Every batch of mail usually arrives with its token number of credit card offers, advertising in bold, color print "introductory rate" and "cash-back rewards". While solicitations can usually be spotted a mile away, understanding the terms of a credit card agreement can be a much murkier ordeal. Through the Credit Card Act of 2009, sweeping reforms have enforced stricter guidelines on credit card companies and demanded more transparency. Despite eliminating the old tricks of high-interest penalties or confusing billing, don't take these credit card terms at face value. They should trigger you to take a deeper look and read the fine print. (For more, see Everything You Need To Know About Credit Card Rates.)
IN PICTURES: 6 Major Credit Card Mistakes
0% Interest Rates
A 0% introductory rate, or 0% APR, means you don't have to pay any interest on your balance for a certain period of time. The catch is the word "intro" indicating that at some point the offer will expire and default to a higher interest rate. Ken Lin, CE0 of credit score tracking website Credit Karma, says, "It's building a habit and a psychological dependence and preference for using this particular credit card." However, the new law mandates that credit card companies make intro, or also referred to as teaser rates, available for at least six months.
Get Cash Back
Bonus rewards or cash back programs are promotional campaigns by the banks to sign up more card user and incentivize spending. But you have to spend first - at a sufficient level - to get the payback, and the amount that must be charged in order to earn a reward can often be in the thousands.
IN PICTURES: Digging Out Of Debt In 8 Steps
Transfer Balance Fees
When you sign up for a new card, the credit card companies typically offer free balance transfers from your old credit card at a 0% interest rate - a grace period where lower interest rates are extended. However, what is spelled out in the fine print is that many credit providers have a 3-5% surcharge on the amount of the transfer.
You're Approved Up to $20,000
Receiving an offer for a sky-high spending limit may not be exactly what it seems. According to Lin, 90% of people who receive credit card promotions must have their credit pulled again after the fact to be approved. Given the approval process can take three to six months, an applicant's status is also subject to change. (To learn more, see Consumer Credit Report: What's On It?)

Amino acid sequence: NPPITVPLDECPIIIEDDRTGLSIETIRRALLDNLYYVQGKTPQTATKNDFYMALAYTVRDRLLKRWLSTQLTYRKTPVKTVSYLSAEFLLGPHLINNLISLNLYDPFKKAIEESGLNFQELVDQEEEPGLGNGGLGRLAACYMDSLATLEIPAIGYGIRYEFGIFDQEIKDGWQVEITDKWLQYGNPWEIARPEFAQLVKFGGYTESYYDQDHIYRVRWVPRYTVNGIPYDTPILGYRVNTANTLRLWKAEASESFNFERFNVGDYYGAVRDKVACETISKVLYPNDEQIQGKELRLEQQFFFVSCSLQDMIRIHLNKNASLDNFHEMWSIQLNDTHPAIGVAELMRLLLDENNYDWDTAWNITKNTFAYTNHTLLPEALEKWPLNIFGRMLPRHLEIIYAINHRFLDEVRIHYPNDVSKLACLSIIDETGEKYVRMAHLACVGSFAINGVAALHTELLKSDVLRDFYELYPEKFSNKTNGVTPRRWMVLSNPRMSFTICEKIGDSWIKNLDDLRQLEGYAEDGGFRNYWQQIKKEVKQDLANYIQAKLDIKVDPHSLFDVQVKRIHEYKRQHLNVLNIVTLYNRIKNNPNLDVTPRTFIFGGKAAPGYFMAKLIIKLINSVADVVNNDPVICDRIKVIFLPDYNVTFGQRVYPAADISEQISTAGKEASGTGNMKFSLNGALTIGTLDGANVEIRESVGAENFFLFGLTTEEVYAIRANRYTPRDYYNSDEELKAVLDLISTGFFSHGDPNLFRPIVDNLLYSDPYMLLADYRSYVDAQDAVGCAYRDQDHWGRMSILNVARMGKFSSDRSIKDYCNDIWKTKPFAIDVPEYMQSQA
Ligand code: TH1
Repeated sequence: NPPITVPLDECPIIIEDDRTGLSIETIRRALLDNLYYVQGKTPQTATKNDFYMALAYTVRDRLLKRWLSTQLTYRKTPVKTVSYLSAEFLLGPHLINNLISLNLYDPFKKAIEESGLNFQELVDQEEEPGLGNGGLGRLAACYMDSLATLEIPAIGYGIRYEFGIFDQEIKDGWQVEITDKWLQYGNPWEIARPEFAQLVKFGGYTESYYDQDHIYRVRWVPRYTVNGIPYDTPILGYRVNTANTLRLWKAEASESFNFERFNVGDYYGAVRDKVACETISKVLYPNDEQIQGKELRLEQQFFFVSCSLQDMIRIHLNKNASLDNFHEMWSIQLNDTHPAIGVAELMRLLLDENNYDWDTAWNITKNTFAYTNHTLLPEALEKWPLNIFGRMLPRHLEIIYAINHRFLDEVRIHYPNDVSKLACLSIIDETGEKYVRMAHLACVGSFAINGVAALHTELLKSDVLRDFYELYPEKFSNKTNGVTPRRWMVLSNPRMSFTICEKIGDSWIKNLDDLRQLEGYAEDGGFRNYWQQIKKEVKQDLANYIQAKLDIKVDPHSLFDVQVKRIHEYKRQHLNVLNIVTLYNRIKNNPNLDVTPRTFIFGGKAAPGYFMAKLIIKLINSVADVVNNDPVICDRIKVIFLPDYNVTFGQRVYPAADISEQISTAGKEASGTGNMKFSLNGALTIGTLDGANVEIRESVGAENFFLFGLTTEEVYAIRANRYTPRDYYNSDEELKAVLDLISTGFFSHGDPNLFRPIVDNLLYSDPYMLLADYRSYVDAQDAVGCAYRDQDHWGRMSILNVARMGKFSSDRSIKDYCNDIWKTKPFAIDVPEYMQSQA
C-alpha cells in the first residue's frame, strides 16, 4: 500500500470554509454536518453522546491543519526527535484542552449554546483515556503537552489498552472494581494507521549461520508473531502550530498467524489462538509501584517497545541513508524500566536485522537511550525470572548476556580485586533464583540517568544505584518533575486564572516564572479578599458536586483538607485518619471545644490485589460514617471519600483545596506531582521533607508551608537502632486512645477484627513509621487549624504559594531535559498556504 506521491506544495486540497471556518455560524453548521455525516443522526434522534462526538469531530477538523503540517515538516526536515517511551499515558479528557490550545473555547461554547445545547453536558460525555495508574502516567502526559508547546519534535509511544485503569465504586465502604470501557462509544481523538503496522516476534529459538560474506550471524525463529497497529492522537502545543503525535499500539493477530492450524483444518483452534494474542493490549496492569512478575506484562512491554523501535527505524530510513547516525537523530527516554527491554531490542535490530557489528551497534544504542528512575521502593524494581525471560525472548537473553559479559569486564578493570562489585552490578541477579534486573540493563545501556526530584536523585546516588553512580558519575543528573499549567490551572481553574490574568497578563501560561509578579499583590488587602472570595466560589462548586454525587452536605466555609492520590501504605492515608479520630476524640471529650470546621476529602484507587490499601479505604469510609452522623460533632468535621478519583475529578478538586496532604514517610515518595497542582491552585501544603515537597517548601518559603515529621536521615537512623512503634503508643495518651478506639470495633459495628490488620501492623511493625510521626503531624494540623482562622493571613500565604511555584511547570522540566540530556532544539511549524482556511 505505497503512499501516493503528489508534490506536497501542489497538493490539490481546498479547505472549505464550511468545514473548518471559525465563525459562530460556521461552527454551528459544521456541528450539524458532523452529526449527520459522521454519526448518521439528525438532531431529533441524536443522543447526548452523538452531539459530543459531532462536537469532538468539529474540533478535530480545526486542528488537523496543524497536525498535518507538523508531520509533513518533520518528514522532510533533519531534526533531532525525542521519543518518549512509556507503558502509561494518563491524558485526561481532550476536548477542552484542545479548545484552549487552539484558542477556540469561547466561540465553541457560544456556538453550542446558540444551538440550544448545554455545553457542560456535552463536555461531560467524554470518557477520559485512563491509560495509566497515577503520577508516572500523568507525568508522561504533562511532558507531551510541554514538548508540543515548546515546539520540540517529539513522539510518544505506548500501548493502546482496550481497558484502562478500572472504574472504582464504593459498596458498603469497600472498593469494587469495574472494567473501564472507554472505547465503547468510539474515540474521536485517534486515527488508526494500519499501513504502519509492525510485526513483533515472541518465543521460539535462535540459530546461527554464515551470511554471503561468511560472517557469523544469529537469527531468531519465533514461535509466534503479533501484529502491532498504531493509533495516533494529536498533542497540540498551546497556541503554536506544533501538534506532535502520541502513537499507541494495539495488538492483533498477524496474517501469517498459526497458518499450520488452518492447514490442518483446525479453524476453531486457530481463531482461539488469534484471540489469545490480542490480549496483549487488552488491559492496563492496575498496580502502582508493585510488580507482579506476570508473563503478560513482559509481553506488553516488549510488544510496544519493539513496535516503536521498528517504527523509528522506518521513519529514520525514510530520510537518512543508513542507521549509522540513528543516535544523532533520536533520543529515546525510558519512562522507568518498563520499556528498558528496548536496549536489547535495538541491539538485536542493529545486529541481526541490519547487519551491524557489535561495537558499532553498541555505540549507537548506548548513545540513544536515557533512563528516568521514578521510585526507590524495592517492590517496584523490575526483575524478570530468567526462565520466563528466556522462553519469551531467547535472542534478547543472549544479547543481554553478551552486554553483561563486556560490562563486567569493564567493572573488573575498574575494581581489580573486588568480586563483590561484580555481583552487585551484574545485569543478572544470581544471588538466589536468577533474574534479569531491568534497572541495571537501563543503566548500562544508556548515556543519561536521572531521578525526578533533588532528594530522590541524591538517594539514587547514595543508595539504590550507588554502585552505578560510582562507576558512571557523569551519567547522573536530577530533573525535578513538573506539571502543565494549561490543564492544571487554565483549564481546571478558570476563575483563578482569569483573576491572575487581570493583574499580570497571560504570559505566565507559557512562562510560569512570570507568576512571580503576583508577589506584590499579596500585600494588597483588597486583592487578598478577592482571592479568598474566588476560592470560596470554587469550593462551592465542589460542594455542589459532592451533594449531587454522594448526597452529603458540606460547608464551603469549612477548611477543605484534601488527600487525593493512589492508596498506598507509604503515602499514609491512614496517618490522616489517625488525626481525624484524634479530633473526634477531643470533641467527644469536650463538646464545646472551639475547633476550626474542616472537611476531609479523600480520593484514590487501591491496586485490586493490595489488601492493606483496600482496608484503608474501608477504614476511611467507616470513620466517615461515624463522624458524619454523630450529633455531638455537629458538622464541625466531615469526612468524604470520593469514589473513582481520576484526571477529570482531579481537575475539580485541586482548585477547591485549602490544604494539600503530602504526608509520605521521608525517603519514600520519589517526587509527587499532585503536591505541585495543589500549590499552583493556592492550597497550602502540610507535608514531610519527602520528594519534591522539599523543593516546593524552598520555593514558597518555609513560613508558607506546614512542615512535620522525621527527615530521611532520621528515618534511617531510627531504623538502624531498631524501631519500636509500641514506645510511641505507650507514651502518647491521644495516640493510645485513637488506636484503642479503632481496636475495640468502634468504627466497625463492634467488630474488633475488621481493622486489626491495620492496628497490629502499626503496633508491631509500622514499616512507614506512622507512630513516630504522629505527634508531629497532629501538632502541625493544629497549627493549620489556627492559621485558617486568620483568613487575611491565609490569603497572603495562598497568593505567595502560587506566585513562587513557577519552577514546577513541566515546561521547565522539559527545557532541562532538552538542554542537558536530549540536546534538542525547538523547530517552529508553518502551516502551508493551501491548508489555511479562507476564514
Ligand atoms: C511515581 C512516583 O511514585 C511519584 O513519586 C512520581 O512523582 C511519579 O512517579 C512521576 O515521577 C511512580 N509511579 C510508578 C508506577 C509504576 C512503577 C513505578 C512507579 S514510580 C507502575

Interest Rates Up To 10%
Interest rates are not dictated by the bank or credit card company, but rather, they are based on an individual's credit score. On no-fluff credit cards, Lin says with a credit score of 750 or above, you should expect to pay somewhere in the ballpark of 8-10%. In addition, consumers also should watch ambiguous language, such as using the words "up-to" or "as low as", as they reflect a wide range of possible outcomes for the applicant.
Outcomes of the Credit Card Act
For the most part, experts say tightening the strings on credit card companies had a positive effect on the consumer, such as wins like eliminating finance charges for previous billing cycles or mandating bills are sent at least 21 days in advance.
Another positive change, says Howard Dvorkin, a personal finance expert, is requiring credit card companies to provide the duration (10, 20, 30 years) it will take to pay off a bill statement if you only make the minimum payment. "Before, you only saw you were making a $40 payment on a $5,000 bill," he says. "Now, it might say it will take you 30 years to pay it off."
The Bottom Line
But some critics say, as banks lower credit limits on card holders, those carrying balances on their cards are put at a disadvantage. For instance, if a borrower has a debt of $500 on a $1,000 credit limit and the credit limit is knocked down to $750, this shrinks the line of available credit. And in turn, since about one-third of your credit score is based on available credit, the card holder can expect the credit score take a hit. (For more, see 5 Keys To Unlocking A Better Credit Score.)
For the latest financial news, see Water Cooler Finance: The Beginning Of A Foreclosure Crisis?